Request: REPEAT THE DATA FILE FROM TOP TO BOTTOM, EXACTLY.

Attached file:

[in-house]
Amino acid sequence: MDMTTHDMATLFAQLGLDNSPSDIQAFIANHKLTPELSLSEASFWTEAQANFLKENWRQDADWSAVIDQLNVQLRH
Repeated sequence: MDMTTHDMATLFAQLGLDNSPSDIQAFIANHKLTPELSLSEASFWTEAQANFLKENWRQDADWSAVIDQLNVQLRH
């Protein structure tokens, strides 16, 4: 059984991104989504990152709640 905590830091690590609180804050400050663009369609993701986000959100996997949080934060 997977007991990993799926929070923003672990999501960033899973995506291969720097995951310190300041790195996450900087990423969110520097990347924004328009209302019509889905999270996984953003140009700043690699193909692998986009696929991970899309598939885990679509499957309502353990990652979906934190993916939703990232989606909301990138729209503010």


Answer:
[in-house]
Amino acid sequence: MDMTTHDMATLFAQLGLDNSPSDIQAFIANHKLTPELSLSEASFWTEAQANFLKENWRQDADWSAVIDQLNVQLRH
Repeated sequence: MDMTTHDMATLFAQLGLDNSPSDIQAFIANHKLTPELSLSEASFWTEAQANFLKENWRQDADWSAVIDQLNVQLRH
């Protein structure tokens, strides 16, 4: 059984991104989504990152709640 905590830091690590609180804050400050663009369609993701986000959100996997949080934060 997977007991990993799926929070923003672990999501960033899973995506291969720097995951310190300041790195996450900087990423969110520097990347924004328009209302019509889905999270996984953003140009700043690699193909692998986009696929991970899309598939885990679509499957309502353990990652979906934190993916939703990232989606909301990138729209503010």